I discovered early that pleasing others won praise. Pleasing others is great, but only if you don’t negate your own desires in the process. It’s too often synonymous with neglecting your own heart and feeling afraid to risk putting yourself first in life. Change starts when we realize that by diminishing ourselves we please no one. Yet it takes time to own these aspects of ourselves, and it takes courage. The first step is to cultivate self-awareness, leading to the possibility of self-compassion and the building of self-worth.

Low self-worth early in life can lead to inadvertently choosing paths that erode our self-worth even further as we get older. Inexperience combined with intense need is a volatile cocktail. Seeking love yet not having reliable indicators of what it feels like to be loved well makes you vulnerable to quick and dirty fixes of love that end up making things worse.

We go looking for love in all the wrong places because of fundamental misunderstandings about the nature of love, how it feels, and how to go about giving and receiving it. We don't know these things if we weren’t taught them.

It’s hard to know what you’re looking for when you’ve never seen it or felt it. You may repeatedly find yourself perched on unstable precipices of desire that you know are bound to collapse and hurt you at any moment. Yet there you are again, falling, and wondering why.

Ideally, a girl comes to identify with her mother’s self-esteem, assertiveness, and self-awareness in life and relationships. Then she knows what she’s looking for when it’s her turn. Similarly, supporting his daughter’s self-worth as a person and loving her generously is the core task of fathering. It’s one of the factors that helps a girl grow into a balanced sexuality in which she values herself and doesn’t settle for whoever pays her some attention, where she can both love and desire another person without fighting through a wall of fear and insecurity every step of the way.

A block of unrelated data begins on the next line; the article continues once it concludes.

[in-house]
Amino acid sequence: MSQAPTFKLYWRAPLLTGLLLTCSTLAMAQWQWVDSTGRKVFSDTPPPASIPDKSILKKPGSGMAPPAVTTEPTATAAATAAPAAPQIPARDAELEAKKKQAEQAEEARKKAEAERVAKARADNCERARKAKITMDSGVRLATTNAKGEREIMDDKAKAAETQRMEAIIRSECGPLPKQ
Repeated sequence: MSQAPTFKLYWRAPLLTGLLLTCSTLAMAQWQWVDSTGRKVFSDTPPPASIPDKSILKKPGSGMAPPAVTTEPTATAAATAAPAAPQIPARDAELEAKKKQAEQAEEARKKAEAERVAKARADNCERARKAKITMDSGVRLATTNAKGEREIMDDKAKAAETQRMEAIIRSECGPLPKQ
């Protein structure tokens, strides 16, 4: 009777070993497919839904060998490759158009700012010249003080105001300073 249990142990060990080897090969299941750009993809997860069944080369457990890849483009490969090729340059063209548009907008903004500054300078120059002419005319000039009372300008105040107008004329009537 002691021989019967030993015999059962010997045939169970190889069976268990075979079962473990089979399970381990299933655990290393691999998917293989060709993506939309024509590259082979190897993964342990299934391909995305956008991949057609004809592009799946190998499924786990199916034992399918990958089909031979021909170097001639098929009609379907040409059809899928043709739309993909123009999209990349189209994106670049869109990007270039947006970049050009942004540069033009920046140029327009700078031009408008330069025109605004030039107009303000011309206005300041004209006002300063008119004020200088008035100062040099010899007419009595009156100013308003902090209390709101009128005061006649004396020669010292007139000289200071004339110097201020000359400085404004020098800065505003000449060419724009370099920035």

It’s the same for boys, only that being female adds a few extra cultural, gender biases about sexuality and shame. It’s still not the norm to call boys slutty, but for girls, sexual shaming remains at the front line of verbal abuse.

We go looking for love in all the wrong places because of fundamental misunderstandings about the nature of love, how it feels, and how to go about giving and receiving it. We don't know these things if we weren’t taught them.

Not all parents realize that just being physically present isn’t enough, although it’s a fine start. Love is essentially a form of focused and generous presence—a special kind of authentic engagement. Love is the highest-quality presence of heart and it’s a gift that builds self-esteem. When someone in your childhood consistently indicates that you are worthy and good enough just the way you are, this becomes a part of your reality as your sense of identity develops. While being physically present as much as you are able is important in parenting, it isn’t enough without emotional presence, engagement, and an interested connection.